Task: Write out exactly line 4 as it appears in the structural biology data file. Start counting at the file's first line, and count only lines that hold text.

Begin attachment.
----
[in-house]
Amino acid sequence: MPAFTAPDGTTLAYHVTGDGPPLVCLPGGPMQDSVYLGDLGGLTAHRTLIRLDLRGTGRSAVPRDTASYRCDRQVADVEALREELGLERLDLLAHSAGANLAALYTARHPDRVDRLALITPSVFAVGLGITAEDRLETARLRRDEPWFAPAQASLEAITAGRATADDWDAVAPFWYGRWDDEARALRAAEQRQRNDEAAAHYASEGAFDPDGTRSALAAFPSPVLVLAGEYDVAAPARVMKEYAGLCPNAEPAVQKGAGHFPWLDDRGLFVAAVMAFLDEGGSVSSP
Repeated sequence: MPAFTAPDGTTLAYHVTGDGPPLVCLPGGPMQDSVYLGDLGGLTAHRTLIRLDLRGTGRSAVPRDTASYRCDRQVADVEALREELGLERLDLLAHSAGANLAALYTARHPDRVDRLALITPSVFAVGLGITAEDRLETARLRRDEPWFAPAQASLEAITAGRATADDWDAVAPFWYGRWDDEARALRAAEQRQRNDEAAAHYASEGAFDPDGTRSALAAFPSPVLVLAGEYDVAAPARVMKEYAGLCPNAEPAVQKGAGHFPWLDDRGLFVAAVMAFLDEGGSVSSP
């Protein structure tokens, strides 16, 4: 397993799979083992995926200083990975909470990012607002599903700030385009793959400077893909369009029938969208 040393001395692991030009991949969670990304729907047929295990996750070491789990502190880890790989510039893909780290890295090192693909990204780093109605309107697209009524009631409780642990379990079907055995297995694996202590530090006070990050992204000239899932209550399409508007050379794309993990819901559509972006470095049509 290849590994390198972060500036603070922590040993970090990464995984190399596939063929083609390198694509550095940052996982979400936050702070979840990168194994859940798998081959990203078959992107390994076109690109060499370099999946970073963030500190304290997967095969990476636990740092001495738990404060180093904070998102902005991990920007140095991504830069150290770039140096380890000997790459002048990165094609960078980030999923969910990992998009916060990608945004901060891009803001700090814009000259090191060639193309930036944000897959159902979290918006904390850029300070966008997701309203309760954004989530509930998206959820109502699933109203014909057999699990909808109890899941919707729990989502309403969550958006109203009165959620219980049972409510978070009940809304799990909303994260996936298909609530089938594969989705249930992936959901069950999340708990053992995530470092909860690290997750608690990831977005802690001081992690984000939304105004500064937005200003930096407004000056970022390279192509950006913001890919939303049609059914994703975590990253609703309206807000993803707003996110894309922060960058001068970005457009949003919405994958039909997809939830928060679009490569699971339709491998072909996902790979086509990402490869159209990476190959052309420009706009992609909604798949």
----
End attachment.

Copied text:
């Protein structure tokens, strides 16, 4: 397993799979083992995926200083990975909470990012607002599903700030385009793959400077893909369009029938969208 040393001395692991030009991949969670990304729907047929295990996750070491789990502190880890790989510039893909780290890295090192693909990204780093109605309107697209009524009631409780642990379990079907055995297995694996202590530090006070990050992204000239899932209550399409508007050379794309993990819901559509972006470095049509 290849590994390198972060500036603070922590040993970090990464995984190399596939063929083609390198694509550095940052996982979400936050702070979840990168194994859940798998081959990203078959992107390994076109690109060499370099999946970073963030500190304290997967095969990476636990740092001495738990404060180093904070998102902005991990920007140095991504830069150290770039140096380890000997790459002048990165094609960078980030999923969910990992998009916060990608945004901060891009803001700090814009000259090191060639193309930036944000897959159902979290918006904390850029300070966008997701309203309760954004989530509930998206959820109502699933109203014909057999699990909808109890899941919707729990989502309403969550958006109203009165959620219980049972409510978070009940809304799990909303994260996936298909609530089938594969989705249930992936959901069950999340708990053992995530470092909860690290997750608690990831977005802690001081992690984000939304105004500064937005200003930096407004000056970022390279192509950006913001890919939303049609059914994703975590990253609703309206807000993803707003996110894309922060960058001068970005457009949003919405994958039909997809939830928060679009490569699971339709491998072909996902790979086509990402490869159209990476190959052309420009706009992609909604798949």